MARLBORO -- Poland’s Krzysztof Penderecki is 2013 Resident Composer at Marlboro Music and will have two of his chamber works performed on Saturday at 8:30 p.m., and Sunday at 2:30 p.m., at Persons Auditorium on the Marlboro College campus.
Thirty-three of the 75 participating artists, who spend two months exploring works that they have suggested, with the rare opportunity of unlimited rehearsal time, will be heard on the third weekend of concerts.
Saturday’s 8:30 p.m. program offers the Penderecki Sextet for piano woodwinds and strings, the Brahms Piano Quartet in G Minor and a rarely-heard work for flute, violin and viola by the early 20th century Dutch composer Jan Van Gilse.
The Mozart Divertimento in E flat for six woodwinds, K. 252 opens the program on Sunday at 2:30 p.m., and shares the first half with the romanticism of Reger’s Quintet in A, Op. 146 for clarinet and strings. The clarinet is also featured after intermission with the Penderecki Clarinet Quartet, and the program closes with the rarely-heard Britten Sinfonietta, Op. 1 for woodwind quintet, string quartet and double bass. The Van Gilse and the Penderecki Clarinet Quartet will be first Marlboro performances.
Tickets for the concerts are available at www.marlboromusic.org or by calling 802-254-2394. Concerts continue through Aug. 11, which has been sold out for months. A new geothermal air conditioning system is making its debut this summer to cool the stage for the musicians and the hall for the audience.
A regular Marlboro participant, the noted french horn player Radovan Vlatkovic who will be heard in the Penderecki Sextet with pianist Michael Brown, clarinetist Alicia Lee, violinist Michelle Ross, violist Maya Papach and cellist Nathan Vickery, performed in the premiere of the piece at the Vienna Musikverein in 2000.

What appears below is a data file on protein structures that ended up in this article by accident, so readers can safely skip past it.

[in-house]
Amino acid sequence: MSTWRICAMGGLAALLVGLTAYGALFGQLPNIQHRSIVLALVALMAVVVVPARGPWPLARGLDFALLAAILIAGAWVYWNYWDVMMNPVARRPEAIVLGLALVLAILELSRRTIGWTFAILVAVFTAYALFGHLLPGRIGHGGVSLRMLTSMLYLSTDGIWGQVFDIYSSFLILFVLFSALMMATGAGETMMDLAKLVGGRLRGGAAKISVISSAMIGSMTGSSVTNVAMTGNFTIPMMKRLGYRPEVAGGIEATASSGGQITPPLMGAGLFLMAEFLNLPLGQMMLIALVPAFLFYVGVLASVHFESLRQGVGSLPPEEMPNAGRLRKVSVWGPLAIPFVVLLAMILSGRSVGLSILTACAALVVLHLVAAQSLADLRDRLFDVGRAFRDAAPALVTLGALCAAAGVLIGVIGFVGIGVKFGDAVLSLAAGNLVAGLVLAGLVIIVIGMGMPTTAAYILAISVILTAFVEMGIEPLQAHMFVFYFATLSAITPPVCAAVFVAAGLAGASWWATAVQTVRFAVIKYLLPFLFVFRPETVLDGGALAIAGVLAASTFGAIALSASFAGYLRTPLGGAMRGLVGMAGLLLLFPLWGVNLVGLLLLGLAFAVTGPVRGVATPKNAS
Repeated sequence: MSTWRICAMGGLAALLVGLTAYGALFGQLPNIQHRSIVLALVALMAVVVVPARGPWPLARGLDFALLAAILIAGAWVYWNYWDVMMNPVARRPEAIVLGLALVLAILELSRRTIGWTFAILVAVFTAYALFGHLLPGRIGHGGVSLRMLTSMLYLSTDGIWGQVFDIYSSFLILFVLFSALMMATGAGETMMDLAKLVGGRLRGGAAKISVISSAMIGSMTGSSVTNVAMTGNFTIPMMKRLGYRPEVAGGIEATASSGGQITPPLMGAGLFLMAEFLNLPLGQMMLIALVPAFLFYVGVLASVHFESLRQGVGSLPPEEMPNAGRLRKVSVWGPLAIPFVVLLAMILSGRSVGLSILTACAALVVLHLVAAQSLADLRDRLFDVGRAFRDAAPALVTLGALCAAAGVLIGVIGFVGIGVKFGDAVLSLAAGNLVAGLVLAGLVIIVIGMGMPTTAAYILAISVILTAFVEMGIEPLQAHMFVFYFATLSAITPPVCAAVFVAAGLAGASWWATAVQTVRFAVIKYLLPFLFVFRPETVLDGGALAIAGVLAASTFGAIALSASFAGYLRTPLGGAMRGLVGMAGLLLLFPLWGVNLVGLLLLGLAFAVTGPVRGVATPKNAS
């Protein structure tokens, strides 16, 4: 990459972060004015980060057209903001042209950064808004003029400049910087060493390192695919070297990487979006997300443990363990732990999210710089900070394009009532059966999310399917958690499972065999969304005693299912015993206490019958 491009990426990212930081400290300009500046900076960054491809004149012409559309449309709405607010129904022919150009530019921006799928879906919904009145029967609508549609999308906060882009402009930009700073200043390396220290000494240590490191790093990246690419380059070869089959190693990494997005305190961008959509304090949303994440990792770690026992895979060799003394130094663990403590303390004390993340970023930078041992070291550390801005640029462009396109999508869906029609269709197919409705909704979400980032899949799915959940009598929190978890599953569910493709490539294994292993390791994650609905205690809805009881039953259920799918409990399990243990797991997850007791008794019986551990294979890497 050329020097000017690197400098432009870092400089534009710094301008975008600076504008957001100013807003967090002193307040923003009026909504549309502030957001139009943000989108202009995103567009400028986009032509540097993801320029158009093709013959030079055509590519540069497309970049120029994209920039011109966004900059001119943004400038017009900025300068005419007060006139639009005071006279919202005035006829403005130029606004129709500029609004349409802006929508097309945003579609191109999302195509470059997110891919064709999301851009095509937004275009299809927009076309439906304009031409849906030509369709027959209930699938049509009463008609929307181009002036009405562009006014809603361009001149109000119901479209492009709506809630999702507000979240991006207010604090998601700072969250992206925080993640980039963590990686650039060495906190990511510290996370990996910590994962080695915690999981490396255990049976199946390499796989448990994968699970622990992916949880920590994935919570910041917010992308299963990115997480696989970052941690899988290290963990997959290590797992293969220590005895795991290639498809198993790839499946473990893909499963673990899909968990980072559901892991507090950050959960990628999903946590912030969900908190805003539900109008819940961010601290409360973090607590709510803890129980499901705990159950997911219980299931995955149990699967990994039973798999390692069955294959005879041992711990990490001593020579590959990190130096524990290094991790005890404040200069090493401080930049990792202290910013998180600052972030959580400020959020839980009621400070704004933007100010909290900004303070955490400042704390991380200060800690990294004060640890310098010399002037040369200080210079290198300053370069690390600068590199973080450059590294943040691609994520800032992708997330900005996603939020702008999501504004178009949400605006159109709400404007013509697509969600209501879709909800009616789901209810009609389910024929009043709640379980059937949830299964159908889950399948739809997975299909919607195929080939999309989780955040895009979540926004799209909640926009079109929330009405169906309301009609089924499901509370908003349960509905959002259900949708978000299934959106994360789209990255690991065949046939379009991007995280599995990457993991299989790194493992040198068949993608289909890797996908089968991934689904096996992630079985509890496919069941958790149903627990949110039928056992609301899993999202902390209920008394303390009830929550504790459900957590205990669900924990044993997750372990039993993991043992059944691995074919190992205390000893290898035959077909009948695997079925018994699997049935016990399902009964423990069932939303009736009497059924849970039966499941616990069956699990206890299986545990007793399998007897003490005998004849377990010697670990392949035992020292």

He wrote about that experience: "Originally written for a group of musicians around the great Russian cellist Mstislav Rostropovich, the Sextet is an exciting composition in two movements. It is music full of contrasting character. An anecdote from the first performance: in the weeks before the concert, single pages of the uncompleted score and transposed parts were reaching us, the six musicians travelling around the world. It seemed almost an impossible task to get us all together and yet after a few intense days of rehearsal in Vienna, the powerful message of the work had brought us closely together, every piece of the puzzle came into place."
For Vlatkovic and his Marlboro colleagues, "Images come to mind quickly as one rehearses the work. We were both entertained by the Capriccioso character of the virtuoso writing as well as touched by the intimacy of the lament in the slow movement. It was like a journey into the composer’s inner world, and it brought our group of wonderful young musicians closer together."
Penderecki, who will celebrate his 80th birthday in November and is working on an opera based on Racine’s "Phedre," first came to international attention at age 26 and a year later, using innovative compositional techniques, he wrote "Threnody to the Victims of Hiroshima" for 52 string instruments. It is probably his most performed work.
In the 1970s, he taught at the Yale School of Music and, in a career marked by numerous honors, he received a Grammy earlier this year for Best Classical Compendium. In addition to performances of his orchestral, choral, chamber music works and operas worldwide, some of his music has been adapted for a number of films including "The Exorcist" and "The Shining."
Penderecki joins a number of eminent composers who have been in residence at Marlboro in recent years including Thomas Ades, Lera Auerbach, George Benjamin, William Bolcom, Robert Cuckson, Marc-Andre Dalbavie, Alexander Goehr, Osvaldo Golijov, John Harbison, Tigran Mansurian and Jorg Widmann.